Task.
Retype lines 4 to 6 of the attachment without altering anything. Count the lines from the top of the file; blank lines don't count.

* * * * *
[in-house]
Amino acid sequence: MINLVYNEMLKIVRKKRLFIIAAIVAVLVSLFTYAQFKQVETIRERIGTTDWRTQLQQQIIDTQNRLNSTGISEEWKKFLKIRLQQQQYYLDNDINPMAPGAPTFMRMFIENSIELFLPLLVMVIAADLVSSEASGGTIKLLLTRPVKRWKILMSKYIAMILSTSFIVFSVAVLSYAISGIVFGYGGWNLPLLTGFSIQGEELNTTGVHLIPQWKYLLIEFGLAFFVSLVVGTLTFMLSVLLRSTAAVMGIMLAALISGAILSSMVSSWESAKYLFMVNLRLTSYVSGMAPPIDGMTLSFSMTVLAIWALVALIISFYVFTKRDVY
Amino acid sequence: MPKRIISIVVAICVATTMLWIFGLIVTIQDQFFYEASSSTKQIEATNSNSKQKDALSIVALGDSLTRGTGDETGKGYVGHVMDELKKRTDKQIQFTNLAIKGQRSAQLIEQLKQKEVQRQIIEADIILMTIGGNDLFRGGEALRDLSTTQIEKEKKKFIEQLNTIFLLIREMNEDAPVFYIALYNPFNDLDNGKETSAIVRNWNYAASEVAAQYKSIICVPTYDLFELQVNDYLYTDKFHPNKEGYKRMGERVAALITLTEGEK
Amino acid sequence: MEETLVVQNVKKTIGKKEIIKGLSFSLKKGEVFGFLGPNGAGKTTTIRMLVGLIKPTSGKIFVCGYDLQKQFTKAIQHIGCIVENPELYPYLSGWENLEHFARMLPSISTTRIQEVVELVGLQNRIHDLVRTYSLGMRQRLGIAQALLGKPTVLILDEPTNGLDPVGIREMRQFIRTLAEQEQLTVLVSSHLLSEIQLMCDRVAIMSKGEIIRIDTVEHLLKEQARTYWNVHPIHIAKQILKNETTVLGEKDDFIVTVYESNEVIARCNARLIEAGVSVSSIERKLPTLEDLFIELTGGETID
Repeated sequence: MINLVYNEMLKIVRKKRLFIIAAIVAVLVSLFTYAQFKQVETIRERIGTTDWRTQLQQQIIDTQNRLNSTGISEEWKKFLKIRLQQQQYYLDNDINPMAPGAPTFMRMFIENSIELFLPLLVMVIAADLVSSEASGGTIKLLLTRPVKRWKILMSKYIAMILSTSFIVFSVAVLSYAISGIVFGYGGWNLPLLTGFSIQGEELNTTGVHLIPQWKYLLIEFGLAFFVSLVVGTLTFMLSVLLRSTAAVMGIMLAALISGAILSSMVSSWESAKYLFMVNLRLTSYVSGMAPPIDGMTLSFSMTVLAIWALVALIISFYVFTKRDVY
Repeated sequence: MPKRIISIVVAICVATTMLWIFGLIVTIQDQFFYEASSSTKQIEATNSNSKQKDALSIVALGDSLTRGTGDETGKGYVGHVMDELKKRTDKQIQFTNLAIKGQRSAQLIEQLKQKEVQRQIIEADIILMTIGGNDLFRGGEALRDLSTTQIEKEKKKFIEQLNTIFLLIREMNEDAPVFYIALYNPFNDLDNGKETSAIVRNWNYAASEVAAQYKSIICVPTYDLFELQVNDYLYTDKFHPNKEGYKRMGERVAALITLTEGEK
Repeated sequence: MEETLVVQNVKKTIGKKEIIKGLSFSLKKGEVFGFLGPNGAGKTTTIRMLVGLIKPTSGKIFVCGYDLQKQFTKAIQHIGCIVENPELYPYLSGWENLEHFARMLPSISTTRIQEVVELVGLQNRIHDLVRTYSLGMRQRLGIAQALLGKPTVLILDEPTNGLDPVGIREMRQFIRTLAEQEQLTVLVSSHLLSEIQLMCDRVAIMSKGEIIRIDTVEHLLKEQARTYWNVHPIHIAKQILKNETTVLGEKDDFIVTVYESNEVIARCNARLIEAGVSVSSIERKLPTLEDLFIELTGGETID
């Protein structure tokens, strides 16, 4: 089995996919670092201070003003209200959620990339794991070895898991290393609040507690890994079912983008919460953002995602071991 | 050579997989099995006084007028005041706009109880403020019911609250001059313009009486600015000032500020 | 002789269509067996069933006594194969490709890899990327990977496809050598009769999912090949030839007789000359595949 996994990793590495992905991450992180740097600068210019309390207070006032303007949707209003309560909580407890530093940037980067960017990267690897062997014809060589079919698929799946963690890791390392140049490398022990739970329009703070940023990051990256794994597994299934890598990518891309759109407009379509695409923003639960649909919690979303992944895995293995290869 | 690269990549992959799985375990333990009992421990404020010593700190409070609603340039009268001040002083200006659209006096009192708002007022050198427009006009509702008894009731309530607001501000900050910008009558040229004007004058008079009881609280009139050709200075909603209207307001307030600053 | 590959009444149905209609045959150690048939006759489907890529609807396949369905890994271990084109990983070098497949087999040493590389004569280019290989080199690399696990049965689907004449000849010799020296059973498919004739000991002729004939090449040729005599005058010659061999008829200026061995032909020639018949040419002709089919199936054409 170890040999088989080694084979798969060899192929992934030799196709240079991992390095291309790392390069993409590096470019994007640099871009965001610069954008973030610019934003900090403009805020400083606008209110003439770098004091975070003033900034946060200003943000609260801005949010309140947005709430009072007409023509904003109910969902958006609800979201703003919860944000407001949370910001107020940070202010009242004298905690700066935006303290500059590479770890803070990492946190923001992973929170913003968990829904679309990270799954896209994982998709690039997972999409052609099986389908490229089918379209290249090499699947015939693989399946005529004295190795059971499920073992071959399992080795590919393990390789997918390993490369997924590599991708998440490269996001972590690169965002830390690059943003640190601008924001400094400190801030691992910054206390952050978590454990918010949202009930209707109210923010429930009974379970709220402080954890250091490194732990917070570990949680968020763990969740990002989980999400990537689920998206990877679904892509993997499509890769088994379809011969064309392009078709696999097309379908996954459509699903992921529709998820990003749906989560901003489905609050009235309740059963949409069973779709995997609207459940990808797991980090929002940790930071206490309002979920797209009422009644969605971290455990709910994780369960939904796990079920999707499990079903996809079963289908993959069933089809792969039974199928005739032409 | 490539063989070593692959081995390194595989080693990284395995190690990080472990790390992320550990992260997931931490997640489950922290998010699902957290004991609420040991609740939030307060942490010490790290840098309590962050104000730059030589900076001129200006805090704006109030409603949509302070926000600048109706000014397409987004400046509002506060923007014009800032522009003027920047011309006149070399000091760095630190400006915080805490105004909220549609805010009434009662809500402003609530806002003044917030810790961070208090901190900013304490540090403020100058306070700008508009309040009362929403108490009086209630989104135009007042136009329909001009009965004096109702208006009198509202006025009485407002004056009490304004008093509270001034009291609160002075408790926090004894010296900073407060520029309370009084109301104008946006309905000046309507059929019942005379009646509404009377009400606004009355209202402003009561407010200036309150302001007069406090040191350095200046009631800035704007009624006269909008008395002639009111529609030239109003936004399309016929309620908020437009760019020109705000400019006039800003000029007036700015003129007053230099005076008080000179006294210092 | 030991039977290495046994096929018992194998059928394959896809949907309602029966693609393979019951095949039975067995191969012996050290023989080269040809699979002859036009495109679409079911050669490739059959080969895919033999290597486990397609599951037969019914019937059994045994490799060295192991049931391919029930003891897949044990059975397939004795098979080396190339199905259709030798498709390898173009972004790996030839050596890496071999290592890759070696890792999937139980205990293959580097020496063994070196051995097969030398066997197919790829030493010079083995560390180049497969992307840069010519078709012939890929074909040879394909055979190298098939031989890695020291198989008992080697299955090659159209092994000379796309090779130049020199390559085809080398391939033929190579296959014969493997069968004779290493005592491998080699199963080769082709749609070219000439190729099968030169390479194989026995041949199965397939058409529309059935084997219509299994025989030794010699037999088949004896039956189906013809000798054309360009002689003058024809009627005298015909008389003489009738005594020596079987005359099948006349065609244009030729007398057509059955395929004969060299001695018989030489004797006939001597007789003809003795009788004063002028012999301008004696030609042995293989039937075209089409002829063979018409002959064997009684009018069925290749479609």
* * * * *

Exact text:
Amino acid sequence: MEETLVVQNVKKTIGKKEIIKGLSFSLKKGEVFGFLGPNGAGKTTTIRMLVGLIKPTSGKIFVCGYDLQKQFTKAIQHIGCIVENPELYPYLSGWENLEHFARMLPSISTTRIQEVVELVGLQNRIHDLVRTYSLGMRQRLGIAQALLGKPTVLILDEPTNGLDPVGIREMRQFIRTLAEQEQLTVLVSSHLLSEIQLMCDRVAIMSKGEIIRIDTVEHLLKEQARTYWNVHPIHIAKQILKNETTVLGEKDDFIVTVYESNEVIARCNARLIEAGVSVSSIERKLPTLEDLFIELTGGETID
Repeated sequence: MINLVYNEMLKIVRKKRLFIIAAIVAVLVSLFTYAQFKQVETIRERIGTTDWRTQLQQQIIDTQNRLNSTGISEEWKKFLKIRLQQQQYYLDNDINPMAPGAPTFMRMFIENSIELFLPLLVMVIAADLVSSEASGGTIKLLLTRPVKRWKILMSKYIAMILSTSFIVFSVAVLSYAISGIVFGYGGWNLPLLTGFSIQGEELNTTGVHLIPQWKYLLIEFGLAFFVSLVVGTLTFMLSVLLRSTAAVMGIMLAALISGAILSSMVSSWESAKYLFMVNLRLTSYVSGMAPPIDGMTLSFSMTVLAIWALVALIISFYVFTKRDVY
Repeated sequence: MPKRIISIVVAICVATTMLWIFGLIVTIQDQFFYEASSSTKQIEATNSNSKQKDALSIVALGDSLTRGTGDETGKGYVGHVMDELKKRTDKQIQFTNLAIKGQRSAQLIEQLKQKEVQRQIIEADIILMTIGGNDLFRGGEALRDLSTTQIEKEKKKFIEQLNTIFLLIREMNEDAPVFYIALYNPFNDLDNGKETSAIVRNWNYAASEVAAQYKSIICVPTYDLFELQVNDYLYTDKFHPNKEGYKRMGERVAALITLTEGEK